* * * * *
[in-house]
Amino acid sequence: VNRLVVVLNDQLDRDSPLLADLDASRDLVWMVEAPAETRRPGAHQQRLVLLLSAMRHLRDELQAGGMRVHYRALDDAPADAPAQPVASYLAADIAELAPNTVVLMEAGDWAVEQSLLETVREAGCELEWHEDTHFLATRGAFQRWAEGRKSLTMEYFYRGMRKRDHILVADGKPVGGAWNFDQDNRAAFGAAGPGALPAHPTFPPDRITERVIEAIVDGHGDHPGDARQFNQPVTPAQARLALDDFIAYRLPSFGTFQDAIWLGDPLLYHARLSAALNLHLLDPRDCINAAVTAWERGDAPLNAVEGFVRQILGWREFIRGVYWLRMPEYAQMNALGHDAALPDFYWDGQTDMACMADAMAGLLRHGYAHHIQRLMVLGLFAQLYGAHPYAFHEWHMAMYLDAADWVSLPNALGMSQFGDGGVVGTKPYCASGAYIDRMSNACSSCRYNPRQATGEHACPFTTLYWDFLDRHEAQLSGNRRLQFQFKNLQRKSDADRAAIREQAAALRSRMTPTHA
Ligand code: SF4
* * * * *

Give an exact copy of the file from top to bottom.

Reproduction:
[in-house]
Amino acid sequence: VNRLVVVLNDQLDRDSPLLADLDASRDLVWMVEAPAETRRPGAHQQRLVLLLSAMRHLRDELQAGGMRVHYRALDDAPADAPAQPVASYLAADIAELAPNTVVLMEAGDWAVEQSLLETVREAGCELEWHEDTHFLATRGAFQRWAEGRKSLTMEYFYRGMRKRDHILVADGKPVGGAWNFDQDNRAAFGAAGPGALPAHPTFPPDRITERVIEAIVDGHGDHPGDARQFNQPVTPAQARLALDDFIAYRLPSFGTFQDAIWLGDPLLYHARLSAALNLHLLDPRDCINAAVTAWERGDAPLNAVEGFVRQILGWREFIRGVYWLRMPEYAQMNALGHDAALPDFYWDGQTDMACMADAMAGLLRHGYAHHIQRLMVLGLFAQLYGAHPYAFHEWHMAMYLDAADWVSLPNALGMSQFGDGGVVGTKPYCASGAYIDRMSNACSSCRYNPRQATGEHACPFTTLYWDFLDRHEAQLSGNRRLQFQFKNLQRKSDADRAAIREQAAALRSRMTPTHA
Ligand code: SF4